1. Judgment in the first Kiev war crimes trial


2. Scholz' mission in Africa


3. Selenskyj at the World Economic Forum


4. Monkeypox virus is spreading


5. CDU and Greens are probing in NRW


6. Italy commemorates Giovanni Falcone


7. This will be important this week

Rebecca Boucsein

Editor on duty at FAZ.NET.

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1. What is the verdict against the Russian tanker?

The verdict in the first Ukrainian war crimes trial is due today.

The 21-year-old accused soldier had testified that he had shot a civilian on orders.

Apologies:

prosecutors are asking for life imprisonment.

The defense pleads for acquittal because the soldier carried out an order.

The Siberian soldier apologized in court and said he was "ready to accept any measures that are imposed." It is possible that the man will be exchanged for Ukrainian prisoners in Russia.

Prisoner swap:

After the fall of the port city of Mariupol, Russia is considering swapping captured fighters from Ukraine's Azov regiment for businessman and Putin confidante Viktor Medvedchuk.

The Ukrainian politician, entrepreneur and multi-millionaire was charged with treason and placed under house arrest.

With Mariupol, Russia now controls the entire coast of the Sea of ​​Azov.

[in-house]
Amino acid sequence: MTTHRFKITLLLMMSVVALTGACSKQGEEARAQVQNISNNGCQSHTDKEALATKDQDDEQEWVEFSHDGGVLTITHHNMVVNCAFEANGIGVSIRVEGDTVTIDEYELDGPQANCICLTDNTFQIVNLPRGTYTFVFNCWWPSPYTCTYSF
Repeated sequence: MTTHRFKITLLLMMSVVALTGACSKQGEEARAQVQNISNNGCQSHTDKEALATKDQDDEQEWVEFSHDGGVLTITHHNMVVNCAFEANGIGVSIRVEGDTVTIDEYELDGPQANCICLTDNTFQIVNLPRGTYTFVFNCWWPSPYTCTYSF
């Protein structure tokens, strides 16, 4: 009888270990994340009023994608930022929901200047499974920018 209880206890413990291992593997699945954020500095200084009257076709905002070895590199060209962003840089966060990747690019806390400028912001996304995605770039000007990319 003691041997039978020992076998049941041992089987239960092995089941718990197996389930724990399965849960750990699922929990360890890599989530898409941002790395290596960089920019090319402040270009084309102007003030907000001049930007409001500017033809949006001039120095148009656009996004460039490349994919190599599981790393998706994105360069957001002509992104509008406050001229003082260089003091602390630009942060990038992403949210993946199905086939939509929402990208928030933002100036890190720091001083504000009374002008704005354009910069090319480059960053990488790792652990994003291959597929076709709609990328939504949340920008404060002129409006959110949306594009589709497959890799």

In Kyiv it is assumed that the pro-Russian forces are stepping up their advance in the Luhansk and Donetsk regions.

Meanwhile, the international Ukraine contact group from around 40 countries called by US Secretary of Defense Lloyd Austin at the end of April wants to meet today in a video link.

Zoff over special assets:

In the dispute over the special assets for the Bundeswehr, SPD parliamentary group leader Rolf Mützenich is now threatening the Union with going it alone at the traffic light.

If the CDU and CSU intervene in the Bundestag and thus block the necessary two-thirds majority for an amendment to the Basic Law, there are also "other ways than the military constitution," said Mützenich in an interview with the FAZ. In an emergency situation, Article 115 allows borrowing with a simple majority.

more on the subject

2. Scholz' mission in Africa

Almost six months after taking office, Chancellor Olaf Scholz is visiting Africa for the first time.

From Senegal it goes to Niger and South Africa.

The focus: energy and security policy issues - and the consequences of the Ukraine war.

Energy and security:

Scholz wants to visit Niger and South Africa by tomorrow, Tuesday.

In Niger, the Bundeswehr wants to expand its commitment after the end of the European training mission EUTM in Mali.

Scholz will meet Bundeswehr soldiers there today.

At the Tillia base, combat swimmers from the Navy train Nigerien special forces for the fight against Islamist terror in the region.

The federal government regards Niger as an anchor of stability in the Sahel zone south of the Sahara.

At the start of his trip, Scholz stopped in Senegal, West Africa.

There he said that Germany wanted to work more closely with the country on energy policy.

The debate is whether Senegal will be able to supply liquefied natural gas (LNG) to Germany and Europe in the future.

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